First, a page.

The Cake Ruling Wasn’t “Narrow,” It Was a Punt

Brian Cahn via ZUMA

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I realize this is about a decade old by the standards of how news cycles run these days, but I want to make a brief comment about yesterday’s Masterpiece Cakeshop ruling from the Supreme Court.¹ It’s being widely described as a “narrow” ruling, and that’s not wrong. But it’s also incomplete. I think it’s pretty clear that the court simply didn’t want to rule at all on this subject.
Here’s the thing: this is pretty much a no-win situation for the Supreme Court. On the one hand, it involves obvious questions of free speech and freedom of association that are pretty important. They’re so important, in fact, that they apply even in cases of straight-up racism and sexism that have none of the subtleties of Masterpiece. The Augusta National Golf Club—a high-profile meeting place of the rich and famous that’s featured on network TV annually—refused to admit blacks until 1990. 1990! They refused to admit women until 2012. 2012! And that was perfectly legal.
The free speech issues are equally fraught. If an artist refused to paint a portrait of Jerry Falwell Jr. because she thought he was a sexist pig, liberals would probably think that was fine. And it is. I sure wouldn’t want to force someone to paint a portrait of a guy like that.
Now, sure, the cake store was not a private club. It was a public place of business, and there’s jurisprudence on what kinds of places are covered by the Civil Rights Act and what kinds aren’t. And portraits aren’t cakes, which are merely being used at an event, not necessarily carrying a message of their own. Still, it should be pretty obvious that there are subtle issues here that are all but impossible to decide on a bright line basis. Can a Jewish baker be forced to supply a cake for a KKK rally? Can a Christian sandwich shop be forced to cater a Planned Parenthood fundraiser? Can a gay movie star be forced to sign an autograph for Richard Spencer?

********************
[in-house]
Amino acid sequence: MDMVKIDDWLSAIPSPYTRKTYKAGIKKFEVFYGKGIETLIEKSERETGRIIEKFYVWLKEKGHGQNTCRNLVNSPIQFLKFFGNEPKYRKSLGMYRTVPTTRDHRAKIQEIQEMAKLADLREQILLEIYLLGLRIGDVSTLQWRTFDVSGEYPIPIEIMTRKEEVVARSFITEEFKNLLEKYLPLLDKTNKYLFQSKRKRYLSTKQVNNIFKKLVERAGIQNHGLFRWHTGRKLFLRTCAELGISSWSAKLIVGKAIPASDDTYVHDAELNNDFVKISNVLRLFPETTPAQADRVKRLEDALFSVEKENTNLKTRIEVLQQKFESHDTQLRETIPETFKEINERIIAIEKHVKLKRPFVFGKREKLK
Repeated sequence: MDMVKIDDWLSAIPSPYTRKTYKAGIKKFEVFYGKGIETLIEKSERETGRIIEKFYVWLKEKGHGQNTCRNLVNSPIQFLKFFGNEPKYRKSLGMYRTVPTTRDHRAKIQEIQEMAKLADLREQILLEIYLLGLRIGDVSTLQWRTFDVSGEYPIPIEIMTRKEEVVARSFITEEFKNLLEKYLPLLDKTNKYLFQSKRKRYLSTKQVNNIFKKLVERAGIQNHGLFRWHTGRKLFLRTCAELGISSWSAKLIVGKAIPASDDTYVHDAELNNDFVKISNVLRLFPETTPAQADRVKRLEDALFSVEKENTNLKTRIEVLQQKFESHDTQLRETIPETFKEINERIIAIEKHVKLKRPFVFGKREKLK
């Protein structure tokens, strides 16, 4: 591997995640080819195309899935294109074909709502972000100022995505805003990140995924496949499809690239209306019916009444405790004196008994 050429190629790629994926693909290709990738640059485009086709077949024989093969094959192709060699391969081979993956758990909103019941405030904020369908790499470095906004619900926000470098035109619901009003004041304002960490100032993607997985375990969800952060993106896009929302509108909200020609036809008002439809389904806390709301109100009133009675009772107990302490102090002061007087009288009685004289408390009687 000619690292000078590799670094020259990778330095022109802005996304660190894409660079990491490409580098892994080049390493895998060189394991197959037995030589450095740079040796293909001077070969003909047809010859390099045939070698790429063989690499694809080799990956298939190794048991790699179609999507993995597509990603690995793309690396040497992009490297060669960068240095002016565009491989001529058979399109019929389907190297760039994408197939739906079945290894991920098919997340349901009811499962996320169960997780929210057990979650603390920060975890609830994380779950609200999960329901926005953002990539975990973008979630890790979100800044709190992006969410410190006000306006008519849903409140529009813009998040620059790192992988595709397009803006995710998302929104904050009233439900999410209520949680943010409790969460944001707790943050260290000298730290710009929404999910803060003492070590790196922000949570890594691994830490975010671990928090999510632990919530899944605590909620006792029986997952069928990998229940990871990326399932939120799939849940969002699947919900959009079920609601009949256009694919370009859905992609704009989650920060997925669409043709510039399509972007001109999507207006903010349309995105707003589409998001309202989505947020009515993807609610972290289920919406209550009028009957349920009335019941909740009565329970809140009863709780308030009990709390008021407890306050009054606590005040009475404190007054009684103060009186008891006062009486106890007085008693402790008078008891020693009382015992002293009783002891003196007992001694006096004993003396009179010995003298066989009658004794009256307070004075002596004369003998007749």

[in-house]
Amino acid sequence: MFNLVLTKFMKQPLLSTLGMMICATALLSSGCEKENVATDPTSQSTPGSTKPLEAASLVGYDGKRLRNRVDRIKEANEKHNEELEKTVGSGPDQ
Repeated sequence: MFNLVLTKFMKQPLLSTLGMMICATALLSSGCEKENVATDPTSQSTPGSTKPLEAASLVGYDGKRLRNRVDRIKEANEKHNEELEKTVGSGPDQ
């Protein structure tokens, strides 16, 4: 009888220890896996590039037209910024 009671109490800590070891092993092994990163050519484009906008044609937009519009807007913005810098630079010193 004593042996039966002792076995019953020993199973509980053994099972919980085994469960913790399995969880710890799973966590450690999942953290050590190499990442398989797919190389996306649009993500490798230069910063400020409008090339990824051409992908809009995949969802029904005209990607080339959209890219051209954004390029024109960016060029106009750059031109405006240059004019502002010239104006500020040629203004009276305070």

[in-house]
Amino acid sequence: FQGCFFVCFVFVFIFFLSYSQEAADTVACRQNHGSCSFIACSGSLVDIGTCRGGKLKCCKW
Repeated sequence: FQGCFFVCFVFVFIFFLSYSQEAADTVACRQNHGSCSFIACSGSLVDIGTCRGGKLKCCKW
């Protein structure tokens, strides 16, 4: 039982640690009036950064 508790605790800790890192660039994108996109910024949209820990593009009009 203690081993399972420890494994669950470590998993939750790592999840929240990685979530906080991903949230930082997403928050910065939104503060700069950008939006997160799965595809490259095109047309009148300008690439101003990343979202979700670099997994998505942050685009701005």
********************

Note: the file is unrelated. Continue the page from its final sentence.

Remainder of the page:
There are rules that would cover all these cases that the Supreme Court could adopt. But why? For the most part they never come up, and when they do they’re generally just ignored because they’re so obviously heinous. So perhaps the better part of valor is just to tap dance for a while. Soon enough, refusing to serve a gay couple will be broadly viewed as equally heinous and the issue at stake will simply disappear. In the meantime, there’s no need to make a potentially disastrous ruling.
I think this is what happened, and even half the court’s liberals decided to go along. They figure it’s basically an ephemeral issue, and both liberals and conservatives have good reason to let it slide since any definitive new ruling would almost certainly hurt everyone in one way or another. Instead the court decided to muddle along until everyone forgets the whole thing, and that was likely a wise decision.
¹In case you’ve just returned from vacation on Mars: a gay couple wanted a cake for their wedding. The Masterpiece Cakeshop refused to make one for them because the owner believed that same-sex marriage violates biblical teachings. A state commission in Colorado ruled in favor of the couple but foolishly made some statements that could be interpreted as hostile to religion. This gave Justice Anthony Kennedy grounds to overturn the decision without ever really touching the merits of the case.